‘I’m waiting for my people. Well, for my reindeer.
But first, one of my angels has to find me. Or one of
my elves. I know I can’t count on the gnomes. They
don’t like leaving the North Pole.’
‘Gnomes? Angels? Elves? Aha.’ Jendrik stood up
slowly. ‘So, my parents probably wouldn’t be thrilled
with you making yourself at home in here. Why don’t
you shove off somewhere else?’ He made for the door,
without taking his eyes off the old man. Even though
the old man was polite, you could never know if
someone like this was going to flip out and knock you
down from behind. ‘I’ll be going then.’ Jendrik stood
with his back to the door, his hand resting on the
handle. ‘Alright, well, as I said, see you.’
‘I can’t leave. I’m sorry.’ The unwanted guest
shrugged his shoulders. ‘Oh, and unfortunately
neither can he.’ He motioned to the shelf on the wall
behind him. Jendrik couldn’t quite make out what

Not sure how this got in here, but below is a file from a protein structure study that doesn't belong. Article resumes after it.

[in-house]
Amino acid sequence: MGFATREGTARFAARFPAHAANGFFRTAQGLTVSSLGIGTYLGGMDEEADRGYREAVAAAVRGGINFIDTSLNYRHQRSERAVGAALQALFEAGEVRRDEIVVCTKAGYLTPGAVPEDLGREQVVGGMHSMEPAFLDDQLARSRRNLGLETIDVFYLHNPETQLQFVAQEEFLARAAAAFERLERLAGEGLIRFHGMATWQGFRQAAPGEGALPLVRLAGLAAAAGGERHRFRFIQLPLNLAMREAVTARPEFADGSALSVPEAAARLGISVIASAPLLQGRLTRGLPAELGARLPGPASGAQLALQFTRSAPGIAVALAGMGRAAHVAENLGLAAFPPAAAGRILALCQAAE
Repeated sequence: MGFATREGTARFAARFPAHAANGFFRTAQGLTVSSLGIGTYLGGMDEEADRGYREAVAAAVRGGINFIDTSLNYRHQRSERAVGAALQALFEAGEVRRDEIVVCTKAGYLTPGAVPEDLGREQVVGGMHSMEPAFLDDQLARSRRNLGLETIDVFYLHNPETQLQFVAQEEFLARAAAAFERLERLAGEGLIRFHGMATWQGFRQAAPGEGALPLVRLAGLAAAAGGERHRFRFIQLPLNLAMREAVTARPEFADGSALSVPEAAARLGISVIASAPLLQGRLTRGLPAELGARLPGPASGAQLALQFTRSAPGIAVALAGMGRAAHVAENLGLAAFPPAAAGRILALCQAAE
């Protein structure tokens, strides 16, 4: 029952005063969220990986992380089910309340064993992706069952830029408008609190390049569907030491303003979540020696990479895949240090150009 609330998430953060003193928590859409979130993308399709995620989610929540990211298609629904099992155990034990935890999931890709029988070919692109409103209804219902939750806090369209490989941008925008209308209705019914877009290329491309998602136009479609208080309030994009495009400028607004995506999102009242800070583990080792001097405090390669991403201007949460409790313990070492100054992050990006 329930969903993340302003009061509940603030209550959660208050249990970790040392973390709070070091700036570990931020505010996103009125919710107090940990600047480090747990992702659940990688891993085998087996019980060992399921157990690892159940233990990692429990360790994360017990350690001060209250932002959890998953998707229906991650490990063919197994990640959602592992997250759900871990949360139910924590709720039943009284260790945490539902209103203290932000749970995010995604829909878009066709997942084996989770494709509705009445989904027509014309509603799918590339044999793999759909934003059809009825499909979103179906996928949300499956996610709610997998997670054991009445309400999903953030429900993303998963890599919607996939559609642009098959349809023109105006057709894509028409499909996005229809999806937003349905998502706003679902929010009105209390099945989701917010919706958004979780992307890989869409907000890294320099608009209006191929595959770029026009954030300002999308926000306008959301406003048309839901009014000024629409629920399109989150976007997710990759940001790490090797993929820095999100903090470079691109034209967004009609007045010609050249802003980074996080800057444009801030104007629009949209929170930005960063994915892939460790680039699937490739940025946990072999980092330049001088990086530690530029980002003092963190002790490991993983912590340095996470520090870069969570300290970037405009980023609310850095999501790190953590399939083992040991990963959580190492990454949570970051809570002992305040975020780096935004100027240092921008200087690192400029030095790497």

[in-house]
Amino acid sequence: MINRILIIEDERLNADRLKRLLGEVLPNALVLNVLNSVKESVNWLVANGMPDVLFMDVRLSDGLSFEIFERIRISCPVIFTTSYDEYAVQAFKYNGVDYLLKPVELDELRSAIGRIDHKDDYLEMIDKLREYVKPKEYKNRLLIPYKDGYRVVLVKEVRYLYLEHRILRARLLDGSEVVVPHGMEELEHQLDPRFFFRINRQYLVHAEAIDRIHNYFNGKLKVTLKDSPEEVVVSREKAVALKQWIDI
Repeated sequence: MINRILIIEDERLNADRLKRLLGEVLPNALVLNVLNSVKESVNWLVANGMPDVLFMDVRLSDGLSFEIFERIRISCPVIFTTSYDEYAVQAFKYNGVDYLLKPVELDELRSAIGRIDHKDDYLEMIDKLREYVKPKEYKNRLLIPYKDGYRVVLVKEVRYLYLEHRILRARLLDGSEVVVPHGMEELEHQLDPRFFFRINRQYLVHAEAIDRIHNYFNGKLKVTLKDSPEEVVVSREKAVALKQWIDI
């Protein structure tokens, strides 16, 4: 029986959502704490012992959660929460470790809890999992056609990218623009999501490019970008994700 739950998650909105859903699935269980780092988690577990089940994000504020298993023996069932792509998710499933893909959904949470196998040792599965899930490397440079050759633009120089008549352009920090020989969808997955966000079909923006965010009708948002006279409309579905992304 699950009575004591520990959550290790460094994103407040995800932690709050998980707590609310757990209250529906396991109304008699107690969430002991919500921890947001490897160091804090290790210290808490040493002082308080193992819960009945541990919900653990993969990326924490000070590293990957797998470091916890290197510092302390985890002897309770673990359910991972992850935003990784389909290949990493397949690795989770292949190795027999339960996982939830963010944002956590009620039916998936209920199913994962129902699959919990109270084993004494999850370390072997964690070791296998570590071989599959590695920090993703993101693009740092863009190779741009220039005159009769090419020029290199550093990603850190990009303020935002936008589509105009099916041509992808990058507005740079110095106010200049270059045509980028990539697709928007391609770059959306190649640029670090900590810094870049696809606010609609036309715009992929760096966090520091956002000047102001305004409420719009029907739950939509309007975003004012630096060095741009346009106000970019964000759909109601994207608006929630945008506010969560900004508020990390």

was lying on the checked cushion, but it looked like a
fluffy, brown pillow and was round like an advent
‘What the heck is that? Did you bring a giant rat
along with you?’
‘No, those things never travel alone. That’s my cat.
Before I left, he sneaked into my luggage without my
knowledge. He had no idea we’d be stranded here and
unable to get back to the North Pole.’
Annoyed, Jendrik rolled his eyes. Today was
turning out to be just great.
He sighed. ‘Okay, if you really think you’re the
funniest joke at the craziest
time of the year, then surely you realise today is the
eighteenth of December. So, you should get cracking
on handing out the presents, okay? As I said, see you
later. And take your lice - ball up there with you.’
‘That’s just my problem. Time is slowly running
out.’ The old man drew in a breath through clenched
teeth, so that it made a hissing noise. Jendrik’s father
did the same when things got awkward at the car
mechanic because the amount on the bill was not to
his liking. ‘But maybe you can help me, Jendrik. Then